US 8170828 B2
In an embodiment, a test method is implemented to test an integrated circuit that includes at least one processor. The method may include programming a memory to which the integrated circuit is coupled during testing with one or more test programs. The integrated circuit may be booted, and the processor may execute the test programs from the memory. In one embodiment, the memory may also store a control program that may manage the execution of the tests. In an embodiment, the control program may also implement a protocol to communicate with the ATE to perform the testing. The protocol may be implemented over a set of general purpose input/output (I/O) pins, for example. Using the protocol and test vectors on the ATE, the tests may be selected and executed, and test results may be reported.
1. A method comprising:
an automated test equipment (ATE) programming a memory with one or more tests to be executed by a device under test (DUT), wherein the DUT comprises at least one processor, and wherein the one or more tests comprise instructions to be executed by the processor, and wherein the memory comprises one or more discrete components separate from the DUT, and wherein the connections between the ATE, the DUL and at least a portion of the memory interface are through a first and second switch, wherein the ATE is coupled to the first and second switches, the memory interface is coupled to the second switch which is further coupled to the first switch and the DUT, and wherein the ATE programming the memory comprises:
the ATE connecting to at least the portion of a memory interface between the DUT and the memory via the first switch; the ATE disconnecting the DUT from the portion of the interface via the second switch;
the ATE performing write operations on the memory interface through the first switch to store the one or more tests in the memory subsequent to connecting the ATE and disconnecting the DUT;
the ATE disconnecting from the portion of the interface subsequent to performing the write operations, the ATE disconnecting through the first switch;
the ATE connecting the DUT to the portion of the interface responsive to the ATE disconnecting from the interface, the ATE connecting the DUT through the second switch;
the ATE booting the DUT subsequent to connecting the DUT to the portion of the interface;
the DUT reading the memory responsive to the booting; and
the processor in the DUT executing the one or more tests.
2. The method as recited in
the ATE programming the memory with a control program;
the DUT reading the control program from the memory responsive to the booting; and
the processor in the DUT executing the control program to manage execution of the one or more tests.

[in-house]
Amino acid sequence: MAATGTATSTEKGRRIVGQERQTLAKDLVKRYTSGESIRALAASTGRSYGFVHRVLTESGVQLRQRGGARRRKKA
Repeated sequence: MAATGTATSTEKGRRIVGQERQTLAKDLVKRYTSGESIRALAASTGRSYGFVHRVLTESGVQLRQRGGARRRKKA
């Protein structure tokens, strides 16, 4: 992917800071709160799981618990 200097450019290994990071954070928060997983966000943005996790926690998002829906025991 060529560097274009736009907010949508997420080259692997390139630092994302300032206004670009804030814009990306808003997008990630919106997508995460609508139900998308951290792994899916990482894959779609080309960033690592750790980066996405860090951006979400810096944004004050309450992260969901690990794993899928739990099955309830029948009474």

3. The method as recited in
4. The method as recited in
5. The method as recited in
6. The method as recited in
7. The method as recited in
removing the DUT subsequent to testing the DUT;
connecting a second DUT in place of the DUT;
booting the second DUT from the memory without modifying a content of the memory programmed prior to booting the DUT, whereby the second DUT executes the same control program during testing as the DUT executed during testing; and
testing the second DUT under control of the control program and the ATE.
8. An apparatus comprising: an automated test equipment (ATE);
an integrated circuit coupled to the ATE,
the integrated circuit comprising at least one processor; and
a memory having a memory interface, wherein the memory is discrete from the integrated circuit; and
first and second switch circuits, wherein the connections between the ATE, the integrated circuit, and at least a portion of the memory interface are through the first and second switch, wherein the ATE is coupled to the first and second switches, the memory interface is coupled to the second switch which is further coupled to the first switch and the integrated circuit, wherein the ATE is configured to control the first switch circuit to connect the ATE to at least a portion of the memory interface to program the memory with a control program to be executed by the processor on the integrated circuit and one or more tests to be performed on the integrated circuit, and wherein the ATE is configured to control the second switch circuit to disconnect the integrated circuit from the portion of the memory interface, and wherein the ATE is configured to program the memory subsequent to connecting the ATE and disconnecting the integrated circuit, and wherein the ATE is configured to control the first switch circuit to disconnect the ATE from the portion of the memory interface and to control the second switch circuit to connect the integrated circuit to the portion of the memory interface subsequent to programming the memory and prior to initiating testing of the integrated circuit, and wherein the ATE is configured to boot the integrated circuit subsequent to connecting the integrated circuit to the portion of the memory interface, and wherein the one or more switch circuits are discrete from the integrated circuit;